America has long needed either a new law or new program for 21st century warfare: either non-military US officials must be barred from giving their military opinion, or their freedom to express opinions should be conditional on undergoing specialized military theory and training.
Today this need is especially apparent.
“In the event of any foreign party insisting on hostilities against, an assault on, or military or security intervention in Yemen, then Islam requires all its followers to pursue jihad,” the Yemeni Clerics Association announced in a statement signed by 150 clerics.
While it’s unclear whether the clerics directly responded to Senator Carl Levin’s remarks that “almost all options are on the table,” the probability is high. The process behind the statement was certainly in motion before Levin’s overt militarism, but like a missile already built, now was the time to fire.
Actions like Levin’s are, in no understatement, one of the US military’s most glaring weaknesses.
The age of full-spectrum warfare is in full effect. This definition doesn’t apply to land, sea, and air, but the merging of traditional and non-traditional battlefields. Levin launched an attack on the information battlefield, and Yemeni clerics retaliated in kind. This is information warfare.
The difference between their two attacks is substantial though. Simply put, a more educated person in counterinsurgency wouldn’t have made Levin’s statement. His information attack was loaded purely with militarism and, since his opinion is already in operation, it missed the target anyway. Drones are already bombing the country and US and UK Special-Ops teams are close behind (or in front of) Yemeni forces.
In contrast, the clerics utilized a mixture of military and social explosives for a more devastating attack. Levin provided the perfect opportunity to capitalize on anti-Western sentiment, allowing them to hit back on a number of levels.
First they know Western forces are already in the country; their preparing the ground, spreading awareness, stirring up hype. Their effectiveness would likely be diminished without Levin’s remarks, but instead have been certified. Most Yemenis are unlikely to favor jihad, but mobilizing is easier with Yemen’s main religious body out in front.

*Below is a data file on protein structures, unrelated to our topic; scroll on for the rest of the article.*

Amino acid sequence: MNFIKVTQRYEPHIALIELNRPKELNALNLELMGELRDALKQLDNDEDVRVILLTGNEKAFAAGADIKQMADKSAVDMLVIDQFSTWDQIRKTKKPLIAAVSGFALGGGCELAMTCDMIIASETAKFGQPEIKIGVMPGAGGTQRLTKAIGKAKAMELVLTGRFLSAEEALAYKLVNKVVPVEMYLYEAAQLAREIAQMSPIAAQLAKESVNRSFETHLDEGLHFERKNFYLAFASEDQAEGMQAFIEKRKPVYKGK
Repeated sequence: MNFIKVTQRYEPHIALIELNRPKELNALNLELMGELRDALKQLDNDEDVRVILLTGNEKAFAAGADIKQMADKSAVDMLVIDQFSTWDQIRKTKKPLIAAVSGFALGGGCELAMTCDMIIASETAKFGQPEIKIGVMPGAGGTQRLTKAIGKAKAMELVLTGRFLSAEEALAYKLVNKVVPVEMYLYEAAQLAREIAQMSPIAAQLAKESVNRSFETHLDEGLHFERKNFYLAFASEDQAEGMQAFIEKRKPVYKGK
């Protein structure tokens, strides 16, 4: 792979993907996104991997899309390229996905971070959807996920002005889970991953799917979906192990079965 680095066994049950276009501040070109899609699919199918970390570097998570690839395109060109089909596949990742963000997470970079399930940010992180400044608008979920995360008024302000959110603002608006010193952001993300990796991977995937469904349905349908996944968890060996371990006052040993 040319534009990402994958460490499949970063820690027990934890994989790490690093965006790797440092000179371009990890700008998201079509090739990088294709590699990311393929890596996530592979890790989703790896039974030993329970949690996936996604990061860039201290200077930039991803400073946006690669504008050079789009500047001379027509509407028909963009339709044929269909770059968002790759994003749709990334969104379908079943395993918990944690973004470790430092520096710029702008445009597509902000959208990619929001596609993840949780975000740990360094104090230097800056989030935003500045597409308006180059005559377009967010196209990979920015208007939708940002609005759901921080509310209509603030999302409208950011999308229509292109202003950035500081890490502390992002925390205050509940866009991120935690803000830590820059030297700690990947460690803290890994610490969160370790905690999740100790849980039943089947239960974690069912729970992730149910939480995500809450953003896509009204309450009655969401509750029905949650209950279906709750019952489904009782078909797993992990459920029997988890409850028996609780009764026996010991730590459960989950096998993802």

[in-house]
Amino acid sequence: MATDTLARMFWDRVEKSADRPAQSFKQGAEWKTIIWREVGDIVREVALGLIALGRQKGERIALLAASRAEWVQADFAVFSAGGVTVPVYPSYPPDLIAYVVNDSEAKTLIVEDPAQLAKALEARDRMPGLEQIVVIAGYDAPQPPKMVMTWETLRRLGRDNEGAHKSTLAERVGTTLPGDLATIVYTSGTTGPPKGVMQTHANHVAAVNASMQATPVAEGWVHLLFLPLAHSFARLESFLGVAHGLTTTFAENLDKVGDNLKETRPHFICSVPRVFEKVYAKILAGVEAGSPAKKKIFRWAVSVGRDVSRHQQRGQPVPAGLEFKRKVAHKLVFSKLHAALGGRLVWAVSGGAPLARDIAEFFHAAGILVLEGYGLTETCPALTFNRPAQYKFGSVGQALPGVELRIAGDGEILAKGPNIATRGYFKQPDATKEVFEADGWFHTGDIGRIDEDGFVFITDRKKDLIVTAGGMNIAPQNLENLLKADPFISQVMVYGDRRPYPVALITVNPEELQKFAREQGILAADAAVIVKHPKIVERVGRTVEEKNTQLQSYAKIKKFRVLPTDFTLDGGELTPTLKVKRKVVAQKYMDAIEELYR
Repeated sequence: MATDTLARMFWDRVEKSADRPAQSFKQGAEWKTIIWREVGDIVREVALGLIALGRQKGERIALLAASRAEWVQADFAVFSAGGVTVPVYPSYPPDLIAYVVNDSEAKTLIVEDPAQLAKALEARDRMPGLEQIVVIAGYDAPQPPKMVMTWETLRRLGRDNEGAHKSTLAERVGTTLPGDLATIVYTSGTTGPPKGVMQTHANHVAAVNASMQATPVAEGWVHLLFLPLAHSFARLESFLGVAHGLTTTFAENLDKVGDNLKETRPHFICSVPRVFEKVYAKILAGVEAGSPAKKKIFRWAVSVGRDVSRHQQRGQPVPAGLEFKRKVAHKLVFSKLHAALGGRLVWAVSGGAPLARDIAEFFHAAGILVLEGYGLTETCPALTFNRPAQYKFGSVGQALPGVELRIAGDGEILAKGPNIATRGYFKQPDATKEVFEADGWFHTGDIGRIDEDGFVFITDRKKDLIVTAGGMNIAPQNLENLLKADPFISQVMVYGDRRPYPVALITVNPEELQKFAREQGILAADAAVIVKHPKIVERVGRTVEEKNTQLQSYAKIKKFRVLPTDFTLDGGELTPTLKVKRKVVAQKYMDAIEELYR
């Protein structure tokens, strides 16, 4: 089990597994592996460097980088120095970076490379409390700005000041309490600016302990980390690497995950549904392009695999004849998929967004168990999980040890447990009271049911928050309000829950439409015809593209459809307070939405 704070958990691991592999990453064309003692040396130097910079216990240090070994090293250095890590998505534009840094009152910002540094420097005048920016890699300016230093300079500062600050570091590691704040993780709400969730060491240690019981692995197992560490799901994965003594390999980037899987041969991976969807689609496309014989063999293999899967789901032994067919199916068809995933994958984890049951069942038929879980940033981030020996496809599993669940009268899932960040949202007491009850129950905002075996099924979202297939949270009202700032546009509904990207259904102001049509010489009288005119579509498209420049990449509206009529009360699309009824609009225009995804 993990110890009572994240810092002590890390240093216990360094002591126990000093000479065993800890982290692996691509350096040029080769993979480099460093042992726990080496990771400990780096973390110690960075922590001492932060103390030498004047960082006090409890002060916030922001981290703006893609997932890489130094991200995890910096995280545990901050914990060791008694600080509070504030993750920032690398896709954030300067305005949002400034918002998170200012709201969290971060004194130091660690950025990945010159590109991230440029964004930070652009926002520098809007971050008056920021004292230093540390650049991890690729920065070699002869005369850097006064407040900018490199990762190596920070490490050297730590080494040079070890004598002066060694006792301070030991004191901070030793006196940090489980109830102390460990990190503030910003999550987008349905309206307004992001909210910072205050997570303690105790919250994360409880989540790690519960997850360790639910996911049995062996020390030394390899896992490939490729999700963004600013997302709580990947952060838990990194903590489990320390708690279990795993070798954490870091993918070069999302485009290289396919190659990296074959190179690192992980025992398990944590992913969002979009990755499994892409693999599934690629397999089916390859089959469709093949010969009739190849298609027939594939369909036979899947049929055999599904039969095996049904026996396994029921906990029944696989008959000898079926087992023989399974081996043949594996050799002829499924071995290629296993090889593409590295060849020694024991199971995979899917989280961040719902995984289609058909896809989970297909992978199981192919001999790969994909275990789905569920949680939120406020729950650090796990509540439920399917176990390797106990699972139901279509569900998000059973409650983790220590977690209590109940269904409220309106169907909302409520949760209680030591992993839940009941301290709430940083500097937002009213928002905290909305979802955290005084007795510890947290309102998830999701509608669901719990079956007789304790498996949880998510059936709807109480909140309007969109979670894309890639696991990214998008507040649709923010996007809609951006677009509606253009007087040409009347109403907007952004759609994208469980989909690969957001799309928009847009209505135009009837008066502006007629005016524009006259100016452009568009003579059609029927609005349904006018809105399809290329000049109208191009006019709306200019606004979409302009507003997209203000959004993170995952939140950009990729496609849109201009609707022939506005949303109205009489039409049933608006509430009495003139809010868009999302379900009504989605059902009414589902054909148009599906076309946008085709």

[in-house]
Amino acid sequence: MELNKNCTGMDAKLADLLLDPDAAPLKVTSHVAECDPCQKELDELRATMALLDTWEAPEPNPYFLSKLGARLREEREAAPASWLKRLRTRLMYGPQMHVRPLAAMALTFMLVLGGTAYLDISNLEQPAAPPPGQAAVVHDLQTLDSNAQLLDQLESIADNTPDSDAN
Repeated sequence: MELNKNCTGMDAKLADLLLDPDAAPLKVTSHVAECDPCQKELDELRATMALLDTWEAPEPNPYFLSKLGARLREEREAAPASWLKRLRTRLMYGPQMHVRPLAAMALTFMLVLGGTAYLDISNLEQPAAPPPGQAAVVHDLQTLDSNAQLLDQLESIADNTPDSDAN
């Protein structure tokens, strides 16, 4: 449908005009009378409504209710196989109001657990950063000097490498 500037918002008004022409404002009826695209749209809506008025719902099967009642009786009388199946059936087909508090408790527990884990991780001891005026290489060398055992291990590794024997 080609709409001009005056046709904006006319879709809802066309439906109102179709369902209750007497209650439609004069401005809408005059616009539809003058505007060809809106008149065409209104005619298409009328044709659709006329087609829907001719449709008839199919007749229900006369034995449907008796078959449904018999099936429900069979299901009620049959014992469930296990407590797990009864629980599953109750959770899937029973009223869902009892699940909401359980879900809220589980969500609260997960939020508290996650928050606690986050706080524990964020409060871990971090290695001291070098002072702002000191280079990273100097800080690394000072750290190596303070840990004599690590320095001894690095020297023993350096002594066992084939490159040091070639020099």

Full-spectrum counterinsurgency would have tried to prevent this outcome at all cost, not speed up the process.
The second and more integral component in the cleric’s attack is the social aspect. While Levin is merely fighting military with military, the clerics are mixing military means (jihad) with political and social elements. We’re assuming that Levin would target and kill any “terrorist” or al-Qaeda affiliate in Yemen, including Sheikh Abdul-Majid al-Zindani, the former spiritual adviser to Osama bin Laden deemed a “specially-designated global terrorist” by America.
al-Zindani is also the head of the Yemeni Clerics Association, founder of Iman University in Saan’a, and leading member of the Yemeni Congregation for Reform, Yemen’s main opposition party, who won 22% of the vote in Yemen’s 2003 legislative elections.
So popular is he that Yemen’s government denies he’s a terrorist or that he’s done anything wrong. What a great man for America to automatically target.
Now because of the brilliant (redundant) advice that America use almost any military means available in Yemen, Sheikh al-Zindani is Carl Levin’s new enemy. One sentence in the media - about 10 words - can wreck havoc on America’s ability to wage war, specifically counterinsurgency where impressions are critical.
And what did America gain by Levin’s remarks? Absolutely nothing.
So again one of two courses is necessary: either US officials like Senator Levin don’t open their mouths, or they know what to say when they do. Otherwise America will keep finding its military capabilities damaged by random acts of information warfare.